Institute researchers in 2014 warned that the lack of replenishment water in the Salton Sea was leading to a "period of very rapid deterioration." With the increased shrinkage, dust storms would increase and a rotten-egg smell could reach to the coastal cities.[16]


  • Awarded 2005 Excellence Award for Statewide/Institutional Innovations, California Urban Water Conservation Council
  • Awarded 2007 Top Environmental Achievement Awards for Freshwater Protection and Restoration, Environment Now Foundation
  • Recipient of the 2009 American Water Resources Association's (AWRA) "Csallany Award" for exemplary contributions to water resources
  • Recipient of 2009 Region 9 Award for Environmental Excellence from the U.S. Environmental Protection Agency
  • 2011 Winner of the first U.S. Water Prize
  • Awarded in 2013 the first "Lifetime Achievement" award for Water Conservation by the Silicon Valley Water Conservation Awards Program.


  1. ^ "Pacific Institute: Research for People and the Planet". Pacific Institute. Retrieved February 21, 2012. 
  2. ^ "About the Pacific Institute". Pacific Institute. Retrieved July 5, 2012. 
  3. ^ See, for example, the Institute's 2007 testimony on the integrity of science to the U.S. Congress. "Testimony of Dr. Peter Gleick" (PDF). Hearing on Climate Change Research and Scientific Integrity. February 7, 2007. Retrieved February 21, 2012.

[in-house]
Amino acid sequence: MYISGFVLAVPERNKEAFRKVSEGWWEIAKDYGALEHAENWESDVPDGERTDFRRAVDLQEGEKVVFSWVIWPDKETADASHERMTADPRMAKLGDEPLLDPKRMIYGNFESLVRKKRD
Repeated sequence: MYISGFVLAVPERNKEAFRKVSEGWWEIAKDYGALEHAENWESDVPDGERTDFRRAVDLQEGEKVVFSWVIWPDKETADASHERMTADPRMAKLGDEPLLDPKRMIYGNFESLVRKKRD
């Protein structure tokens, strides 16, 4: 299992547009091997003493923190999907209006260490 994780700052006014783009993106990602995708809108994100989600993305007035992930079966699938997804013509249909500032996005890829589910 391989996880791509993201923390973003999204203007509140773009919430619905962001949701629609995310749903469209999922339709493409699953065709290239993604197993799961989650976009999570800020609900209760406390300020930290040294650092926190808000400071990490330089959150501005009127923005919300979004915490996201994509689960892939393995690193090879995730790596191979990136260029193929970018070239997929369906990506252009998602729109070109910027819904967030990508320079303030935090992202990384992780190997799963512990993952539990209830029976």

4. ^ See, for example, reports in Science [2003] and Nature [2002]: Peter Gleick, "Global Freshwater Resources: Soft-Path Solutions for the 21st Century," State of the Planet, Science 302 (November 28, 2003): 1524–28. doi:10.1126/science.1089967. "Soft Water Paths," Nature 418 (July 25, 2002): 373.
  5. ^ Gleick, Peter H.; Palaniappan, M. (2010-04-08). "Peak Water: Conceptual and Practical Limits to Freshwater Withdrawal and Use". Proceedings of the National Academy of Sciences. 107 (25): 11155–11162. doi:10.1073/pnas.1004812107. 
  6. ^ The World's Water 2006–2007: The Biennial Report on Freshwater Resources, by Peter H. Gleick et al. ISBN 1-59726-106-8, Island Press.
  7. ^ The World's Water 2008–2009: The Biennial Report on Freshwater Resources, by Peter H. Gleick et al. ISBN 1597265047, Island Press.
  8. ^ The World's Water, Volume 7: The Biennial Report on Freshwater Resources, by Peter H. Gleick et al. ISBN 1597269999, Island Press.
  9. ^ Christian-Smith, Juliet; Gleick, Peter, eds. (2012). A 21st Century U.S. Water Policy. New York: Oxford University Press. p. 334. ISBN 978-0-19-985944-3. 
  10. ^ "CV for Dr. Peter H. Gleick". Pacific Institute. Retrieved 6 July 2012. 
  11. ^
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  15. ^ https://
  16. ^ Perry, Tony (November 21, 2014) "'Looming environmental crisis' at Salton Sea prompts plea for help" Los Angeles Times